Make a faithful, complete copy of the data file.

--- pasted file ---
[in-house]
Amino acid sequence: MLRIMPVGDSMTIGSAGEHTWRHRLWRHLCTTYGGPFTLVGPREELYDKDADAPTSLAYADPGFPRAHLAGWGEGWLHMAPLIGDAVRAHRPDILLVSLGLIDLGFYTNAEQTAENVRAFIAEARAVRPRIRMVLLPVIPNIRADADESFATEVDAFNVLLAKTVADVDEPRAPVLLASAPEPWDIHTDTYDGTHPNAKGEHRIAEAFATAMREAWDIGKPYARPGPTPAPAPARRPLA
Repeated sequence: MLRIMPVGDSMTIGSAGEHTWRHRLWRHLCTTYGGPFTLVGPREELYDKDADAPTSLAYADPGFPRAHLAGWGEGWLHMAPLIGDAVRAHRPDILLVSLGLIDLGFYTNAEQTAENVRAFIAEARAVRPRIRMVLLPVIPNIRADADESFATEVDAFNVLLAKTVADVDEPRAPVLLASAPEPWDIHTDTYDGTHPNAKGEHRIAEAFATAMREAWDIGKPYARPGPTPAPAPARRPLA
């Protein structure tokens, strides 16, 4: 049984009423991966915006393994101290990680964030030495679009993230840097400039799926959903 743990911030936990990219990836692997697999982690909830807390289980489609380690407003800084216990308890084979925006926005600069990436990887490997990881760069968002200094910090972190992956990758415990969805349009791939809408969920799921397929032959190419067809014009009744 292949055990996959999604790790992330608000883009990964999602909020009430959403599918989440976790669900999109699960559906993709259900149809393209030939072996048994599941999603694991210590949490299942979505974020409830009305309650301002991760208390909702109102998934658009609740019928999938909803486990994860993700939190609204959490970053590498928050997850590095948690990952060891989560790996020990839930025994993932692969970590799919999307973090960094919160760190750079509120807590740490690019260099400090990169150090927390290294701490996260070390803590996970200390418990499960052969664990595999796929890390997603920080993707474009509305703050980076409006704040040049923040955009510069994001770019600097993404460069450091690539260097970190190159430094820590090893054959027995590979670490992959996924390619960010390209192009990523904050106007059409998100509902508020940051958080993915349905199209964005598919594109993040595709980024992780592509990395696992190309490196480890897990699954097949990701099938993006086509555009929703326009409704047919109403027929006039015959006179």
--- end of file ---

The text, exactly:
[in-house]
Amino acid sequence: MLRIMPVGDSMTIGSAGEHTWRHRLWRHLCTTYGGPFTLVGPREELYDKDADAPTSLAYADPGFPRAHLAGWGEGWLHMAPLIGDAVRAHRPDILLVSLGLIDLGFYTNAEQTAENVRAFIAEARAVRPRIRMVLLPVIPNIRADADESFATEVDAFNVLLAKTVADVDEPRAPVLLASAPEPWDIHTDTYDGTHPNAKGEHRIAEAFATAMREAWDIGKPYARPGPTPAPAPARRPLA
Repeated sequence: MLRIMPVGDSMTIGSAGEHTWRHRLWRHLCTTYGGPFTLVGPREELYDKDADAPTSLAYADPGFPRAHLAGWGEGWLHMAPLIGDAVRAHRPDILLVSLGLIDLGFYTNAEQTAENVRAFIAEARAVRPRIRMVLLPVIPNIRADADESFATEVDAFNVLLAKTVADVDEPRAPVLLASAPEPWDIHTDTYDGTHPNAKGEHRIAEAFATAMREAWDIGKPYARPGPTPAPAPARRPLA
């Protein structure tokens, strides 16, 4: 049984009423991966915006393994101290990680964030030495679009993230840097400039799926959903 743990911030936990990219990836692997697999982690909830807390289980489609380690407003800084216990308890084979925006926005600069990436990887490997990881760069968002200094910090972190992956990758415990969805349009791939809408969920799921397929032959190419067809014009009744 292949055990996959999604790790992330608000883009990964999602909020009430959403599918989440976790669900999109699960559906993709259900149809393209030939072996048994599941999603694991210590949490299942979505974020409830009305309650301002991760208390909702109102998934658009609740019928999938909803486990994860993700939190609204959490970053590498928050997850590095948690990952060891989560790996020990839930025994993932692969970590799919999307973090960094919160760190750079509120807590740490690019260099400090990169150090927390290294701490996260070390803590996970200390418990499960052969664990595999796929890390997603920080993707474009509305703050980076409006704040040049923040955009510069994001770019600097993404460069450091690539260097970190190159430094820590090893054959027995590979670490992959996924390619960010390209192009990523904050106007059409998100509902508020940051958080993915349905199209964005598919594109993040595709980024992780592509990395696992190309490196480890897990699954097949990701099938993006086509555009929703326009409704047919109403027929006039015959006179």